• Re: (Score:3, Insightful)

      by adona1 ( 1078711 )
      I would be surprised if the artists collected anything from a lawsuit like this, except maybe a tarnished reputation.
    • by Dunbal ( 464142 ) on Sunday October 07, 2007 @10:23PM (#20893055)
      Why should the artists collect twice?

            This has nothing to do with the artists. In fact, the artists will never see a penny of this.
      • Re: (Score:3, Funny)

        >This has nothing to do with the artists. In fact, the artists will never see a penny of this.
        Not my understanding. PRS log every track and when/where it was played - they wouldn't bother if it didn't get to the artist. In fact I knew someone who used to make a fair living starting a multitude of 'bands' with similar names and relying on typos when keying in data for picking up a few quid here and there e.g. calling himself U3 and self publishing a single called 'New Years Eve' then picking up a % of U2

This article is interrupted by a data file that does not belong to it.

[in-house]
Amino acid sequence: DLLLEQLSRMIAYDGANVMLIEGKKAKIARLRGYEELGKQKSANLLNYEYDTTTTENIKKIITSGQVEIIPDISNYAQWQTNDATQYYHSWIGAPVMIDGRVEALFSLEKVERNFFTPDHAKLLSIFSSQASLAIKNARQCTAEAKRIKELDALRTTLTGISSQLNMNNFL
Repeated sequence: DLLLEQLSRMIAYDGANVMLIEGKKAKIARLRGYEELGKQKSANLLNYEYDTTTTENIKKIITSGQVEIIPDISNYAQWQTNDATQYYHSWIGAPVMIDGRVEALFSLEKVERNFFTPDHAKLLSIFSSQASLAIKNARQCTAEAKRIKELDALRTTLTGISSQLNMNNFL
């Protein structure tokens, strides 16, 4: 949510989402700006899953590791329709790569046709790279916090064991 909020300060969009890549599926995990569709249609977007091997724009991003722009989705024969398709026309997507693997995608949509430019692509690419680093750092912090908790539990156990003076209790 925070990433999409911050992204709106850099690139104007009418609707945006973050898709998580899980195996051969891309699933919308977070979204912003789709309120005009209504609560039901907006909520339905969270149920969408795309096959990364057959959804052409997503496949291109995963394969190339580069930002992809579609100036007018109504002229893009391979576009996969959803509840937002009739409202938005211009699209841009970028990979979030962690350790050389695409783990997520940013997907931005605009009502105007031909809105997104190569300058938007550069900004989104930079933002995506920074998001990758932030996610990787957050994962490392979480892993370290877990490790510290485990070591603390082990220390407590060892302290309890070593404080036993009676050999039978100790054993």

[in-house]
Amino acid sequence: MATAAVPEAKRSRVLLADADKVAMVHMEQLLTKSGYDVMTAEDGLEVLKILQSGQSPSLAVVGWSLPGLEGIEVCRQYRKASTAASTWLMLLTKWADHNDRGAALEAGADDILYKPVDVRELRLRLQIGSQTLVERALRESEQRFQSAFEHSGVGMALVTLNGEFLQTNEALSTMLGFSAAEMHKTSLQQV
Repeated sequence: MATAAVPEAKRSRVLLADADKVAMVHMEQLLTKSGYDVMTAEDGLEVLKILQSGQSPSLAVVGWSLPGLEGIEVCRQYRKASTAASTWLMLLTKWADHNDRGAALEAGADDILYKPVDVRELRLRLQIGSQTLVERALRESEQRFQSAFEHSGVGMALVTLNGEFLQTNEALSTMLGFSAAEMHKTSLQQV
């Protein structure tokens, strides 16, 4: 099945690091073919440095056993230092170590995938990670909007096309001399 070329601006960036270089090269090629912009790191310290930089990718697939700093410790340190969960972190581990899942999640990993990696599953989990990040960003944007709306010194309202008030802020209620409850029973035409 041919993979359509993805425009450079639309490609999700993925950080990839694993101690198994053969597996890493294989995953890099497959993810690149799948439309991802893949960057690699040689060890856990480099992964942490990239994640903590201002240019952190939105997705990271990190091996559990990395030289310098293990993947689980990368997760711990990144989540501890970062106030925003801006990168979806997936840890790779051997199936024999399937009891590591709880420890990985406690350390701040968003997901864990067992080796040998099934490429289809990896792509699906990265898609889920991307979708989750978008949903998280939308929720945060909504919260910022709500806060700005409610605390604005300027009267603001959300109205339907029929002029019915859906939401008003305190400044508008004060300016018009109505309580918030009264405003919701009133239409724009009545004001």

• by Irvu ( 248207 )
      So the claim will probably be something along the lines of this:
      1. License fees per radio station are assessed on a per-listener basis.
      2. Listener counts are assessed based on the number of radios and the assumption of one listener per radio.
      3. OMFG! Sound travels and unless you use those headphone things other people could hear it ergo all assumptions are off.

      Note that the basic logic is not entirely off. In that, snarkiness aside, each premise does follow from the others. The hard part for them to claim is that

  • sigh (Score:5, Interesting)